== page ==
The highest yields of dry matter (DMY) of the forages were verified in forage sowing in line (6.1 Mg ha-1) and forage in line with soybean (6.6 Mg ha-1) and BNS (4.7 Mg ha-1) (Table 4). Phosphate fertilization did not influence forage PMS. According to Kluthcouski et al. (2003), good soil protection requires about 7 Mg ha-1 of dry matter mass, even if the following work did not reach this value (7 Mg ha-1), the dry mass yield found  was  very close to this (6.6 Mg ha-1).



None of the attributes of the pasture mineral composition was influenced by the interaction between pasture reimplantation systems and phosphate fertilization (Table 5). In the table of mineral composition of the pasture in relation to the reimplantation systems of the pasture, the nitrogen content (N) was higher in the natural seed bank system (NSB) and lower in the seeding system of the forage intercropped with soybean (Table 5). Corsi and Nússio (1992) found that the increase of forage production has as one of the promoters, the adequate availability of nutrients, among which nitrogen stands out.



Thus, the same occurred for the phosphorus (P). As for potassium (K), the highest content was in the sowing system to the haul and the lowest in the sowing of the forage in line consorciada with soybean.In relation to phosphate, the difference was only observed for the N content, and when N fertilized with phosphorus, N was lower than without phosphate fertilization (Table 5).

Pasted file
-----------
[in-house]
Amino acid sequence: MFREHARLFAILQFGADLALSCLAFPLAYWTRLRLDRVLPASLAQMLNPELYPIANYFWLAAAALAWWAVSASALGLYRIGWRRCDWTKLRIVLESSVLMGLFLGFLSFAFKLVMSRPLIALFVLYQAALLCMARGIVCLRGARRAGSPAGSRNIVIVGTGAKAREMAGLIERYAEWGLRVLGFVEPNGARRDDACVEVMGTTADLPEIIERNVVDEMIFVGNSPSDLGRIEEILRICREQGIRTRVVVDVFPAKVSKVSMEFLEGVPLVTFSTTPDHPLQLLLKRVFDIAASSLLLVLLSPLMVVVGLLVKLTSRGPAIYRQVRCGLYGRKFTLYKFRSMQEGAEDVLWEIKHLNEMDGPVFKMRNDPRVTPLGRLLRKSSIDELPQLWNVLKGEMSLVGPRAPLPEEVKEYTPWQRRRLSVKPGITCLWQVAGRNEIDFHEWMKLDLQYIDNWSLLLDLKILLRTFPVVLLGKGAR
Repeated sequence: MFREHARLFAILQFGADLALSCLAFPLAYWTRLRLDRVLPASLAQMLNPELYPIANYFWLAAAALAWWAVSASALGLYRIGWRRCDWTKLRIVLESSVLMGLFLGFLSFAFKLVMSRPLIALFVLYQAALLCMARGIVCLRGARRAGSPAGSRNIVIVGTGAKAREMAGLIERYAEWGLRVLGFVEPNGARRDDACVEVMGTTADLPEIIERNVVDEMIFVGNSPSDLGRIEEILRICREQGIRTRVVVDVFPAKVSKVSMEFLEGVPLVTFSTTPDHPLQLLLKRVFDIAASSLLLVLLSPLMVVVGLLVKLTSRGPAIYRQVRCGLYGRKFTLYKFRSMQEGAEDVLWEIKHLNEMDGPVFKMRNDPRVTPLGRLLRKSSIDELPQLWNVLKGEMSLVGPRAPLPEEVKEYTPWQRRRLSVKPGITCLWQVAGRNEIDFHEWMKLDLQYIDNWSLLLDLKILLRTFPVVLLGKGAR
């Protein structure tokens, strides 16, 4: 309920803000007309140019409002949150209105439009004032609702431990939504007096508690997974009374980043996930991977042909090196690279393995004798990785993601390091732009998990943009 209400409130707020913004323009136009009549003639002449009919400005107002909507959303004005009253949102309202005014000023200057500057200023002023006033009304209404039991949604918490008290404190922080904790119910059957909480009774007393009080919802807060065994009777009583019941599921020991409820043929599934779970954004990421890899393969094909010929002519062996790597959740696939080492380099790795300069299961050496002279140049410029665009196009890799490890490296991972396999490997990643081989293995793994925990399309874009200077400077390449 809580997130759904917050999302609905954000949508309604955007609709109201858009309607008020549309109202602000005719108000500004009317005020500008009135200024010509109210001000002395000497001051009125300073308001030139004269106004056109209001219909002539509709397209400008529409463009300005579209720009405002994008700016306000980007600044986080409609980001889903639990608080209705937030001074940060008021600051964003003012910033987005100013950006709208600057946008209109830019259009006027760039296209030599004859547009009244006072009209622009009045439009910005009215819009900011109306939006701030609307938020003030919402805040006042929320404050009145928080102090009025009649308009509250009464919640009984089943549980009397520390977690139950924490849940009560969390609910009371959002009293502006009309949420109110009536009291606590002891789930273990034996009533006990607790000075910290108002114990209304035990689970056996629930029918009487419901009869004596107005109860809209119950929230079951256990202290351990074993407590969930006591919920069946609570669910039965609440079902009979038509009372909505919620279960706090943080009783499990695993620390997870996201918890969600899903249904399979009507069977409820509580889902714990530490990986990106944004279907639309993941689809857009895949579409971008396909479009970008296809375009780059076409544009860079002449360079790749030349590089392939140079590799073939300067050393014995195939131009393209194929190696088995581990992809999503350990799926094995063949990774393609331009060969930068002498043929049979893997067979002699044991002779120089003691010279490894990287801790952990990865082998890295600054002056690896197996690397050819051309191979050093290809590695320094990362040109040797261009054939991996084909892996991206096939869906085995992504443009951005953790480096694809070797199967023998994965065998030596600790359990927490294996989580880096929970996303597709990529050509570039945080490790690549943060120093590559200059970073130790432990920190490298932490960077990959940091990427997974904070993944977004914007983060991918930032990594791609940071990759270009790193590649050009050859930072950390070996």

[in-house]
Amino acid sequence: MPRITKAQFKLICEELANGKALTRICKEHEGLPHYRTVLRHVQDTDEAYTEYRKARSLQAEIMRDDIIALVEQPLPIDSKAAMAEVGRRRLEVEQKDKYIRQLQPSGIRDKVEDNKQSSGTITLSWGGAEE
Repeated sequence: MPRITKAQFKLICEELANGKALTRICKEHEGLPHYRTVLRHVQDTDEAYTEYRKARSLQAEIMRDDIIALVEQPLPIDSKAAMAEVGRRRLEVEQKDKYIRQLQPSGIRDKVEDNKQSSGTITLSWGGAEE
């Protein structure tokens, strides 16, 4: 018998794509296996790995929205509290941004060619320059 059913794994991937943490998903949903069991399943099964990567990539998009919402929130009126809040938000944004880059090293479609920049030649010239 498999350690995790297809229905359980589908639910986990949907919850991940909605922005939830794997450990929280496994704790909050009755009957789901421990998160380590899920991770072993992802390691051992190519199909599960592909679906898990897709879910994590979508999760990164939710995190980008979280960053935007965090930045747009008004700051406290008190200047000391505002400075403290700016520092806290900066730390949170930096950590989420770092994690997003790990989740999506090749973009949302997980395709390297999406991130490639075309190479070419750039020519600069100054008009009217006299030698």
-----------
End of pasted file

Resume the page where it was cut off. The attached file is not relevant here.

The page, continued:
The P contents of the soybean shoot were higher in the sowing system of the forage in relation to the sowing in line (Table 6). The use of phosphate fertilization also increased the levels of P of the aerial part of the soybean in relation to the absence of this fertilization, demonstrating the positive effect of this fertilization on the availability of P for the soybean crop, in a pasture reimplantation area. The levels of K, Ca, Mg and S were influenced by the interaction between pasture reimplantation and phosphatic fertilization systems (Tables 6 and 7). The highest  levels  of  K  were  verified with the use of phosphatization in the forage sowing system to the haul. In the sowing system of forage intercropped with soybean, the highest levels of K were verified in the presence of phosphate fertilization, whereas in the absence of fertilization, the lowest value was verified in the sowing system of forage in the haul and superior in sowing of the forage in line consorted with.